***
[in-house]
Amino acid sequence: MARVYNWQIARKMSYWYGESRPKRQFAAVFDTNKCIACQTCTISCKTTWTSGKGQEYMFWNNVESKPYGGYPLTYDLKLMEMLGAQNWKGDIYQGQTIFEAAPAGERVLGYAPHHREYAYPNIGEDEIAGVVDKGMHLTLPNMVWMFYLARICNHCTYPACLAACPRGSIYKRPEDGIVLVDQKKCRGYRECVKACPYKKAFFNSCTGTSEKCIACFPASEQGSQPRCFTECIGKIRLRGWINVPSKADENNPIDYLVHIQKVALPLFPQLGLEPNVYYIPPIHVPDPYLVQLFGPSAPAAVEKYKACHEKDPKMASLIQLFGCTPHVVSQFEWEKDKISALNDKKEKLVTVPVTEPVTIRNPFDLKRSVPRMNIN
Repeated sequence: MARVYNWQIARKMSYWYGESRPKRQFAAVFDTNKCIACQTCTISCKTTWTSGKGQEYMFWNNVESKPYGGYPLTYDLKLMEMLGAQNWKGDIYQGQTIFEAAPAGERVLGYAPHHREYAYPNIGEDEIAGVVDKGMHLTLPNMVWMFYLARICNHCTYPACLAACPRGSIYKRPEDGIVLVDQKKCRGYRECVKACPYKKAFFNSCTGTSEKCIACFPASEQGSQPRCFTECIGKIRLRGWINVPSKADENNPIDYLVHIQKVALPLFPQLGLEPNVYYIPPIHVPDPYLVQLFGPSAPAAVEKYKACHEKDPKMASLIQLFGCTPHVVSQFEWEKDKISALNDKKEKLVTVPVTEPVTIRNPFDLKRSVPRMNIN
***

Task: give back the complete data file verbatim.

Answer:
[in-house]
Amino acid sequence: MARVYNWQIARKMSYWYGESRPKRQFAAVFDTNKCIACQTCTISCKTTWTSGKGQEYMFWNNVESKPYGGYPLTYDLKLMEMLGAQNWKGDIYQGQTIFEAAPAGERVLGYAPHHREYAYPNIGEDEIAGVVDKGMHLTLPNMVWMFYLARICNHCTYPACLAACPRGSIYKRPEDGIVLVDQKKCRGYRECVKACPYKKAFFNSCTGTSEKCIACFPASEQGSQPRCFTECIGKIRLRGWINVPSKADENNPIDYLVHIQKVALPLFPQLGLEPNVYYIPPIHVPDPYLVQLFGPSAPAAVEKYKACHEKDPKMASLIQLFGCTPHVVSQFEWEKDKISALNDKKEKLVTVPVTEPVTIRNPFDLKRSVPRMNIN
Repeated sequence: MARVYNWQIARKMSYWYGESRPKRQFAAVFDTNKCIACQTCTISCKTTWTSGKGQEYMFWNNVESKPYGGYPLTYDLKLMEMLGAQNWKGDIYQGQTIFEAAPAGERVLGYAPHHREYAYPNIGEDEIAGVVDKGMHLTLPNMVWMFYLARICNHCTYPACLAACPRGSIYKRPEDGIVLVDQKKCRGYRECVKACPYKKAFFNSCTGTSEKCIACFPASEQGSQPRCFTECIGKIRLRGWINVPSKADENNPIDYLVHIQKVALPLFPQLGLEPNVYYIPPIHVPDPYLVQLFGPSAPAAVEKYKACHEKDPKMASLIQLFGCTPHVVSQFEWEKDKISALNDKKEKLVTVPVTEPVTIRNPFDLKRSVPRMNIN